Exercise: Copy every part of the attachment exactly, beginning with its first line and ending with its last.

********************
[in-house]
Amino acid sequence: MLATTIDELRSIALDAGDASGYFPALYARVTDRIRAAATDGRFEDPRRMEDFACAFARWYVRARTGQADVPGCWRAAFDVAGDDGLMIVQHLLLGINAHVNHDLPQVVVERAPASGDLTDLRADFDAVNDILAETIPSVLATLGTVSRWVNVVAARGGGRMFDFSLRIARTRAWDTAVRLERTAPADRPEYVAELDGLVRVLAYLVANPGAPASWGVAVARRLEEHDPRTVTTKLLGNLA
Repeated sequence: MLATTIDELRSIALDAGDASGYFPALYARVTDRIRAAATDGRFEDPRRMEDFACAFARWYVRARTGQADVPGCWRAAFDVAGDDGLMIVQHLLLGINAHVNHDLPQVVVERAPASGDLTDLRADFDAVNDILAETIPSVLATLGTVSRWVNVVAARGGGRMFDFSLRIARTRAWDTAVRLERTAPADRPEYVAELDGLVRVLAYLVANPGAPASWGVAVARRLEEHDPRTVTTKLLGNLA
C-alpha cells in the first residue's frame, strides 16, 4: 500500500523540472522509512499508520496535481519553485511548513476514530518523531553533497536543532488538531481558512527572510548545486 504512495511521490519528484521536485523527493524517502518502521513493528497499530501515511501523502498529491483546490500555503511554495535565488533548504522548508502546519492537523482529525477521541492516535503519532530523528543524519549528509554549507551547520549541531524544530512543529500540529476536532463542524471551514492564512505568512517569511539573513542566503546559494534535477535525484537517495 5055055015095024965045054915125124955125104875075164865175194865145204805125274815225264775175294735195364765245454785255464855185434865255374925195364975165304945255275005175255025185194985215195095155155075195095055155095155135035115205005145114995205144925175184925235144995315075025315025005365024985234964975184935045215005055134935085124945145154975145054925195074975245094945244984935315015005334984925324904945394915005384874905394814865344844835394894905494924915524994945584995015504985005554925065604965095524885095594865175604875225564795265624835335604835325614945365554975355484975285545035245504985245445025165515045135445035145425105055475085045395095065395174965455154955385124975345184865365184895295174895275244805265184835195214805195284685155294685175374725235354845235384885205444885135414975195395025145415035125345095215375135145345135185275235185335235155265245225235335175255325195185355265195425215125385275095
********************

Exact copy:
[in-house]
Amino acid sequence: MLATTIDELRSIALDAGDASGYFPALYARVTDRIRAAATDGRFEDPRRMEDFACAFARWYVRARTGQADVPGCWRAAFDVAGDDGLMIVQHLLLGINAHVNHDLPQVVVERAPASGDLTDLRADFDAVNDILAETIPSVLATLGTVSRWVNVVAARGGGRMFDFSLRIARTRAWDTAVRLERTAPADRPEYVAELDGLVRVLAYLVANPGAPASWGVAVARRLEEHDPRTVTTKLLGNLA
Repeated sequence: MLATTIDELRSIALDAGDASGYFPALYARVTDRIRAAATDGRFEDPRRMEDFACAFARWYVRARTGQADVPGCWRAAFDVAGDDGLMIVQHLLLGINAHVNHDLPQVVVERAPASGDLTDLRADFDAVNDILAETIPSVLATLGTVSRWVNVVAARGGGRMFDFSLRIARTRAWDTAVRLERTAPADRPEYVAELDGLVRVLAYLVANPGAPASWGVAVARRLEEHDPRTVTTKLLGNLA
C-alpha cells in the first residue's frame, strides 16, 4: 500500500523540472522509512499508520496535481519553485511548513476514530518523531553533497536543532488538531481558512527572510548545486 504512495511521490519528484521536485523527493524517502518502521513493528497499530501515511501523502498529491483546490500555503511554495535565488533548504522548508502546519492537523482529525477521541492516535503519532530523528543524519549528509554549507551547520549541531524544530512543529500540529476536532463542524471551514492564512505568512517569511539573513542566503546559494534535477535525484537517495 5055055015095024965045054915125124955125104875075164865175194865145204805125274815225264775175294735195364765245454785255464855185434865255374925195364975165304945255275005175255025185194985215195095155155075195095055155095155135035115205005145114995205144925175184925235144995315075025315025005365024985234964975184935045215005055134935085124945145154975145054925195074975245094945244984935315015005334984925324904945394915005384874905394814865344844835394894905494924915524994945584995015504985005554925065604965095524885095594865175604875225564795265624835335604835325614945365554975355484975285545035245504985245445025165515045135445035145425105055475085045395095065395174965455154955385124975345184865365184895295174895275244805265184835195214805195284685155294685175374725235354845235384885205444885135414975195395025145415035125345095215375135145345135185275235185335235155265245225235335175255325195185355265195425215125385275095